Not only can Sanchez swing the bat, he has a heck of a cross-check, taking out Nyjer Morgan in last week's brawl in Florida. While that may have been his most high-profile hit, Sanchez has plenty moret. He leads major league rookies in total bases (227), doubles (35) and RBI (72).

Jonny Venters RP Jonny Venters
Atlanta Braves
4-2 71 1/3 IP 1.77 ERA 32 BB 81 K 1.7 WAR

Venters won't get too many votes, but he's been fantastic for the Braves out of the bullpen this season. He leads all rookies with 65 appearances, 21 more than the next most-used rookie pitcher in the National League. With Billy Wagner retiring after this season, Venters could be the team's closer in 2011.

-- C. Trent Rosecrans

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Posted on: September 6, 2010 10:42 am

Lincecum catches his tip

Tim Lincecum Could Tim Lincecum's struggles this season been as simple as him tipping his pitches?

Remember that game last month against the Diamondbacks when it appeared Stephen Drew was relaying signs to Adam LaRoche? (Here's the video from MLB.com -- be careful, there's a loud ad at the beginning.)

According to author Jason Turbow , the Giants coaching staff had Lincecum alter his delivery.

"I moved my hands closer to my body to make it hard for them to see [the grip]," Lincecum told Turbow. "The pitching coach, somebody notices it. … When things like that happen and someone can see it right off the bat, and it's so blatant like that, you have no choice but to do something about it."

Lincecum said he hasn't had an issue with tipping his pitches before. And he also doesn't have an issue with the Diamondbacks -- or other teams -- taking advantage of his mistakes.

"If you can get a team's signs, and you have them, why not take advantage?" Lincecum said. "It's smart on their part. Baseball is a game of adjustments, and I had to make some."

Lincecum earned his first victory since July in his next start, Wednesday against the Rockies, when he allowed just one run on five hits in eight innings, striking out nine and walking one. Lincecum faces the Diamondbacks again on Tuesday.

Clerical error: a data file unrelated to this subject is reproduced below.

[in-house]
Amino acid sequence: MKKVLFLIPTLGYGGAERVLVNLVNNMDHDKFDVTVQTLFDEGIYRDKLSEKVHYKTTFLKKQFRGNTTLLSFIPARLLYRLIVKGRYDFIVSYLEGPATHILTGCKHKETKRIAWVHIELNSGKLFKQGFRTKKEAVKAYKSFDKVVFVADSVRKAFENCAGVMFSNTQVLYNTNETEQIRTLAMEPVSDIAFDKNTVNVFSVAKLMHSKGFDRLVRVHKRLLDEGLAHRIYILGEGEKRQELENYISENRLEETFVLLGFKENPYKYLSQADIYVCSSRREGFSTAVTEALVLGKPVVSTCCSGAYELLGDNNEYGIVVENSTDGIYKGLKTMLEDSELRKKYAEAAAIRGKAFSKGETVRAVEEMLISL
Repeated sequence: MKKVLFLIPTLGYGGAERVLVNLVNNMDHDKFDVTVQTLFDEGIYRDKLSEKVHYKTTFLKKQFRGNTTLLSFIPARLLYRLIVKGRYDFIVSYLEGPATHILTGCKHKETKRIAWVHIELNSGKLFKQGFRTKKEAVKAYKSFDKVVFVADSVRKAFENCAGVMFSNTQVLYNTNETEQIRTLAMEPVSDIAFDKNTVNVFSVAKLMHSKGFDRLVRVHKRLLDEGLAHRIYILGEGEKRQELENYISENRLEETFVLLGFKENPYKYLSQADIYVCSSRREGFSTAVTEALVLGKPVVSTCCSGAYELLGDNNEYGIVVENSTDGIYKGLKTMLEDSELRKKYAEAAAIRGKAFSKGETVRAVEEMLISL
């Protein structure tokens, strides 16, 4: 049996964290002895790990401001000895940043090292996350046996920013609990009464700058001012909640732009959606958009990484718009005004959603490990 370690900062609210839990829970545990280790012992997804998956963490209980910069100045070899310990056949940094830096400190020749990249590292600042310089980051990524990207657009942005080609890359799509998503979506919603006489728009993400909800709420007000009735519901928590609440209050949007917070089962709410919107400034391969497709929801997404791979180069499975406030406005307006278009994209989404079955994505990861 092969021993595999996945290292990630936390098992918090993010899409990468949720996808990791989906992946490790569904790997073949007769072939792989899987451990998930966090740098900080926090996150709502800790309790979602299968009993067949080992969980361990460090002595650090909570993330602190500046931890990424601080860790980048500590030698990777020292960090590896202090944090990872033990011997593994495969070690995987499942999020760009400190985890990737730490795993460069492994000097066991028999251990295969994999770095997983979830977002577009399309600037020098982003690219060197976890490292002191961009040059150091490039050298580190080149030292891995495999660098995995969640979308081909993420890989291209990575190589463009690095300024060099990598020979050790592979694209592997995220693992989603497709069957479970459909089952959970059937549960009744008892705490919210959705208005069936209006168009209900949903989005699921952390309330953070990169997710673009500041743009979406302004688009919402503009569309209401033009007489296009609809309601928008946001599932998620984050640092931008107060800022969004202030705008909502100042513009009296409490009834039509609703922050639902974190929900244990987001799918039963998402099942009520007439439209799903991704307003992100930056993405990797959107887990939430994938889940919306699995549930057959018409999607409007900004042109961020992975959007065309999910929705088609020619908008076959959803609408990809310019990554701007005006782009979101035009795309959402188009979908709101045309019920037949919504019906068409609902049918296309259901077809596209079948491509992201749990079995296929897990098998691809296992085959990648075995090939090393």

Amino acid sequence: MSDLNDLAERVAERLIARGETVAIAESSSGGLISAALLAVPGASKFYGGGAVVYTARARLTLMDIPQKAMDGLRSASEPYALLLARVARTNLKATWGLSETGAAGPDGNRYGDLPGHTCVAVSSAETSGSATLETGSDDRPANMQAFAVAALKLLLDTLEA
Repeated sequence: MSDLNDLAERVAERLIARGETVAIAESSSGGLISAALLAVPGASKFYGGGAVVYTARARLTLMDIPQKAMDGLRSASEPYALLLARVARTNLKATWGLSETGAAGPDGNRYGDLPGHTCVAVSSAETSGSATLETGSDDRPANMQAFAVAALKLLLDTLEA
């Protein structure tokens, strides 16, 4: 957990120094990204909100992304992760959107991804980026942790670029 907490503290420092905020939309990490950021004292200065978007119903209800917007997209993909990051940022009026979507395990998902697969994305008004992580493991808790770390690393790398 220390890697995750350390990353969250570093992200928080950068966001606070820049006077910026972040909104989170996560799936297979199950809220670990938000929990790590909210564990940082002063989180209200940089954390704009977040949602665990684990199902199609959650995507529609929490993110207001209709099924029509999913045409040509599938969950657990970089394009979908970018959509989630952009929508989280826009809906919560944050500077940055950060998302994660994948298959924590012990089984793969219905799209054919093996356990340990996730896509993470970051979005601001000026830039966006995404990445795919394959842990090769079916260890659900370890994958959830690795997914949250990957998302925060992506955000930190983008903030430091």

-- C. Trent Rosecrans

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Posted on: September 6, 2010 9:52 am

'Rally Thong' sparks Giants

Aubrey Huff There are certain things that maybe should just stay in the clubhouse. Not for the sanctity of the clubhouse or anything like that -- no, instead just because I'm not sure I wanted to know them. But since I do know it -- now you have to as well.

So, thanks to Andrew Baggarly of the San Jose Mercury News , you will have this picture in your head, too. The Giants' Aubrey Huff is wearing a red thong. A lacy one. One Baggarly says he walks around the clubhouse wearing and sports  during interviews -- with no accompaniment.

"We're 3-1 with it," he yelled after Saturday's victory. "I might never get a hit the rest of the year, though."

Huff said it's the team's lucky thong -- not his own. The team improved to 4-1 with the thong after Sunday's victory over the Dodgers. The thing is, it's not helping Huff. He's just 2 for 19 in the thong's five games.

"It's the Rally Thong," Huff told Baggarly after Sunday's game . "It's not a slump thong. If I was wearing it to break a slump, I would've burned it a long time ago."

Huff was 1 for 4 on Sunday, with a double. He's hitting .200 in 24 games since Aug. 8.

"This is a team thing," Huff said. "When I broke it out [Tuesday], we had 30 games left. I said, 'Guys, here's 20 wins right here.'"

The Giants are now just a game behind the Padres -- who could use a Rally Thong themselves, losing 10 straight. I doubt that this catches on like the Rally Monkey, and for that, I'm grateful.

But a word of advice to the Padres if they're thinking about stealing this superstition --  the rose goes in front, big guy.

-- C. Trent Rosecrans

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Category: MLB
Posted on: August 27, 2010 9:51 am

Bochy calls out stars for conditioning

Pablo Sandoval
One is too big, the other too small.

And Giants manager Bruce Bochy said both of his young stars, Pablo Sandoval and Tim Lincecum, need to get into the gym. The skipper made some frank comments Wednesday about how failure to be in shape has affected them.

"In this game, I don't think players should ever feel they've arrived," Bochy told the San Jose Mercury News. "They should always seek to improve. And not only in how they play, but what kind of shape they're in."